‘Serial’ Review – A Murder Mystery So Good It Could Be A Gillian Flynn Novel
I must confess that I am late to finding this gem of a podcast. After the discovery, I quickly became obsessed and drawn deeply into the story. My only option was to then proceed to binge listen to this podcast. I was so enthralled with the narration that I found myself thinking about the evidence even when I wasn’t listening to the podcast. Although the medium of podcasts may not be for everyone, I believe that ‘Serial’ is that good that the medium almost doesn’t matter.
‘Serial’ has to be listened to in episodic order as it’s carefully constructed in terms of the delivery of evidence and interviews. ‘Serial’ is hosted by Sarah Koenig ( a producer and journalist of ‘The American Life’). Koenig attempts to dissect a murder case. The murder case involves Hae Min Lee, a young woman who mysteriously went missing. After a few weeks of Lee’s disappearance, her body was found in Leakin Park and it had been discovered that she had been strangled. Lee’s ex-boyfriend Adnan Syed was charged with her murder, convicted and sentenced to life in prison with 30 years. Syed has always protested that he is innocent even several years after the murder case.
At first listen to the podcast, you’re inclined to think that Syed is probably guilty. However, there are moments in the podcast where you’re swayed between being convinced of Syed’s innocence and believing that he really could be a murderous sociopath. Koenig, herself, has many moments of doubt during the podcast. An aspect that strongly supports the theory that Syed could be innocent is the testimony of the primary witness. The testimony changed so much throughout the case that it really is quite an astounding that it formed such a large part of the case against Syed.
Koenig manages to dig up evidence that was 16 years old and tracks down people that may have been relevant to the case then. Because so many years have passed since the incident, the listener is inclined to be dubious towards interviews of people several years after the fact. The podcast does include interviews between Koenig and Syed as well as interviews pertinent to the case at the time. The way Koenig presents the evidence, interviews, as well as her thoughts, is really quite a marvel. In fact, her entire investigation took her one year. In that year we see Koenig thoroughly convinced of Syed’s innocence and also doubting and wondering whether she is really talking to a sociopath.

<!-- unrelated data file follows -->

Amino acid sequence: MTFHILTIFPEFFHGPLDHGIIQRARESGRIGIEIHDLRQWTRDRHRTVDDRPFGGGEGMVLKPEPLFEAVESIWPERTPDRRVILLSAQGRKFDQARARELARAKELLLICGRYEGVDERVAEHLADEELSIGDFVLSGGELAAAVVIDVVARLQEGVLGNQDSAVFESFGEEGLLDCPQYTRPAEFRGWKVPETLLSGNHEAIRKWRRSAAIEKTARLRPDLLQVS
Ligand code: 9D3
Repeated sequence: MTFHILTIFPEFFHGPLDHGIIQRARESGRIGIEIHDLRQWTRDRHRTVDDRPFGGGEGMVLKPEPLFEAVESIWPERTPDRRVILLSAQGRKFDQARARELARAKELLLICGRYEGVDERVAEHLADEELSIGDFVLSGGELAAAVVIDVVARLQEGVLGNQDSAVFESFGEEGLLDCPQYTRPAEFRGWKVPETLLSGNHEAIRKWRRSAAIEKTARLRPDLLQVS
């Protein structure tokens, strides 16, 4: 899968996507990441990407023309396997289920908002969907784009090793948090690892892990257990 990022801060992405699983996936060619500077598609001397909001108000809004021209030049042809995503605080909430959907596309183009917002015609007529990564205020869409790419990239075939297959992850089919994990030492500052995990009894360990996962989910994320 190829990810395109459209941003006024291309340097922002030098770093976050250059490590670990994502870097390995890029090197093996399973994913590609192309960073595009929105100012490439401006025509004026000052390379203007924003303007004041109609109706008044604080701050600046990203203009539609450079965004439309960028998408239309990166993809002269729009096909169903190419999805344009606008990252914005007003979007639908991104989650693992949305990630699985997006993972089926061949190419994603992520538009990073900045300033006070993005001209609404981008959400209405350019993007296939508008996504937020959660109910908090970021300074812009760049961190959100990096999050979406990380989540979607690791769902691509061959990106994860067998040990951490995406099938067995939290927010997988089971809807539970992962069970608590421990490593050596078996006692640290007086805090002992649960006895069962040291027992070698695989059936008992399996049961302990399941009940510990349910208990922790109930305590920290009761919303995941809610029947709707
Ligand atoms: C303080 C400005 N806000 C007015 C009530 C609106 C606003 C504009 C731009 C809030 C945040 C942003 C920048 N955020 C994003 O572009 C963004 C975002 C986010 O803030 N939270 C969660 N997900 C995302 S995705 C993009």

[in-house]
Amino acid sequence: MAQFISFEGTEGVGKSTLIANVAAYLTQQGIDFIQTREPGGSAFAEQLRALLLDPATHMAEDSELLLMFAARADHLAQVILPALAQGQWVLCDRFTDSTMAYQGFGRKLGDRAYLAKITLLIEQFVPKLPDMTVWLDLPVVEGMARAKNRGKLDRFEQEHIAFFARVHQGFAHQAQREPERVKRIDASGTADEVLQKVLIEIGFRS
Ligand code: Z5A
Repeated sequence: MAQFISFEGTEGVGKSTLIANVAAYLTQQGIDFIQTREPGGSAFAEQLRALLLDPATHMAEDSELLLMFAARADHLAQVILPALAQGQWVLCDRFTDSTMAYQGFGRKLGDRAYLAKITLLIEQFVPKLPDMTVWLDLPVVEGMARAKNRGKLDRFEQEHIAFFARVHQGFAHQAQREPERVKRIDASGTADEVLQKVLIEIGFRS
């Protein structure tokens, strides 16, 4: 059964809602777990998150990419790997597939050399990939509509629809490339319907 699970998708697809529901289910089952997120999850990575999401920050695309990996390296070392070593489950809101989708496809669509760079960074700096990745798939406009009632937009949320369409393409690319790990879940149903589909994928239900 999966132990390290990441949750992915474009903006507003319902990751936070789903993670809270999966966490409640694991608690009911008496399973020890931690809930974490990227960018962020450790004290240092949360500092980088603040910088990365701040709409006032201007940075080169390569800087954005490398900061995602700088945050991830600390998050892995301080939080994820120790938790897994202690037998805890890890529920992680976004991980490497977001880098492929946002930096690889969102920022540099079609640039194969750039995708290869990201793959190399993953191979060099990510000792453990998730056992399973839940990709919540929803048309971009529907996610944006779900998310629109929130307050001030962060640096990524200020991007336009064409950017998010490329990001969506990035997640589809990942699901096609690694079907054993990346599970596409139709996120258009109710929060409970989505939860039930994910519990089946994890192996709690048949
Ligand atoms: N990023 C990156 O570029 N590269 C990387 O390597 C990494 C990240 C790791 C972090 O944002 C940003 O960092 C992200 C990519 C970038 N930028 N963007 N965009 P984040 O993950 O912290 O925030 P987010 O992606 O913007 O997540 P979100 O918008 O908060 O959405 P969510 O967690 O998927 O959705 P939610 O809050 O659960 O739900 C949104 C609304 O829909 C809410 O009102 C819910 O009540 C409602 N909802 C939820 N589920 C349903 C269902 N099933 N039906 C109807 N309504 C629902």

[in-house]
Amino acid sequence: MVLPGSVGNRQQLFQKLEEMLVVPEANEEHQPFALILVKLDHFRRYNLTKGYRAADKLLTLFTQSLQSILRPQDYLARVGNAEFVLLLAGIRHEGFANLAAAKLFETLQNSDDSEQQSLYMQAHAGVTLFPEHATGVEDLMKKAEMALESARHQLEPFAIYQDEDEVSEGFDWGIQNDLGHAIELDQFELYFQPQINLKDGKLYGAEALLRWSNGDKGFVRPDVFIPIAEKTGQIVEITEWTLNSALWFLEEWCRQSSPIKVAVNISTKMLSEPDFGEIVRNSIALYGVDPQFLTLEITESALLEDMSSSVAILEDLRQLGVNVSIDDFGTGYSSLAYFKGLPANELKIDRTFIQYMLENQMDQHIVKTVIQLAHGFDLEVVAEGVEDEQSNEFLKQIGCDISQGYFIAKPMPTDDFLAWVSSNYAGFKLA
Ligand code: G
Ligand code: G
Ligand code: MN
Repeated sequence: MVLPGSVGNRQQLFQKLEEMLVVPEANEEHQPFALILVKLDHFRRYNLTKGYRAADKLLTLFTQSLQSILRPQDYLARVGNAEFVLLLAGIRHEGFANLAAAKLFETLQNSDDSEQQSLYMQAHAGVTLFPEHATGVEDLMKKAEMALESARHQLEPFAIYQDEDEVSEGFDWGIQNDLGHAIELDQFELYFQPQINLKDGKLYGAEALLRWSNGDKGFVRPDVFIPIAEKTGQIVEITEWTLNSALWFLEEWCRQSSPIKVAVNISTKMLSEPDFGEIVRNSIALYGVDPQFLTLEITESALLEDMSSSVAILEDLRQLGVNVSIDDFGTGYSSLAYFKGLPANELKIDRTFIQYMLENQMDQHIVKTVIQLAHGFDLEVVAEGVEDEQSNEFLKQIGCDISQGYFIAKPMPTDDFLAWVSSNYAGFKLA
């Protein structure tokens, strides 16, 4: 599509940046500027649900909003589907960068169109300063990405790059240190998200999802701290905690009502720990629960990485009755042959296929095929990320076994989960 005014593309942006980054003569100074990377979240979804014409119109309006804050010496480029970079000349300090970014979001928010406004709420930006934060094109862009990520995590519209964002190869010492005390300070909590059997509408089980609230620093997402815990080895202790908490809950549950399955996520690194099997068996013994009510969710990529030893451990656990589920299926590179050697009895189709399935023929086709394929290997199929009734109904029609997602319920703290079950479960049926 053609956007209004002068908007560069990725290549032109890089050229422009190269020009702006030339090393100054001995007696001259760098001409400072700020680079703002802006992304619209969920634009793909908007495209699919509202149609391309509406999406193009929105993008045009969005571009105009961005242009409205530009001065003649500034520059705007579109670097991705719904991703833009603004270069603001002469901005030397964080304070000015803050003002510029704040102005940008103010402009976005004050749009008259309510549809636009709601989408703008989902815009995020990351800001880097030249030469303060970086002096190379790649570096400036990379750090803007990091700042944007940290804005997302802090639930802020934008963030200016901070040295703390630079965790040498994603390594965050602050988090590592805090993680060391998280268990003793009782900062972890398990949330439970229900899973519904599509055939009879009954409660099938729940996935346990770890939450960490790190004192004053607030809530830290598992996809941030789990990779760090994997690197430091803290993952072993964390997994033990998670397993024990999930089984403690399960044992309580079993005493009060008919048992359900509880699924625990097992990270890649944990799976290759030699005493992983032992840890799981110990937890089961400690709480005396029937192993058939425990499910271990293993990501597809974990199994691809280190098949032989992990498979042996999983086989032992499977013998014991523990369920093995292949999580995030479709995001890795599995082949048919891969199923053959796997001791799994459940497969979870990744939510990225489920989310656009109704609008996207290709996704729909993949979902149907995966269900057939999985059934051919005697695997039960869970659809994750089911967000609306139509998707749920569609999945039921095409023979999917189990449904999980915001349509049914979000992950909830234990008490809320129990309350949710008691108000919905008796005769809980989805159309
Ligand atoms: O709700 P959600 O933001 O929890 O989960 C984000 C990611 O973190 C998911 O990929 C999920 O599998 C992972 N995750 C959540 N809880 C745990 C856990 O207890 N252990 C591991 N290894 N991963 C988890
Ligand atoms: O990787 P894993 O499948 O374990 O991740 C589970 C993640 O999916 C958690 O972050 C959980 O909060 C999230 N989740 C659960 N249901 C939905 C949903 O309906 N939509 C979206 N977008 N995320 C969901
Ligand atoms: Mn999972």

The Addictive Nature of ‘Serial’
Although the murder case review in Serial is not necessarily all that unique, the story becomes compelling because of the way Koenig dramatically presents the information in the case. The genius of this podcast lies in Koenig’s ability to present this case as if it were akin to a Gillian Flynn novel. Koenig builds up the listeners’ expectations. We expect there to be some form of resolution or at least some answers to the many questions that emerge throughout the podcast. Unfortunately, we’re left frustrated at the fact that we’ll probably never truly know whodunit. In many ways, we go through this year long journey with Koenig and experience all her frustrations with the case. Just because we don’t get the straight-cut answers we want, it doesn’t mean that ‘Serial’ isn’t worth listening to. Not every story needs the loose ends to be tied up, sometimes the beauty lies in the open-endedness and the thought process you’re left with at the end. At the very least, grappling with the concept of whether Syed is a sociopath or not is a perplexing web of obsession and entertainment. I don’t regret listening to this podcast and I think almost anyone would enjoy it as much as I did.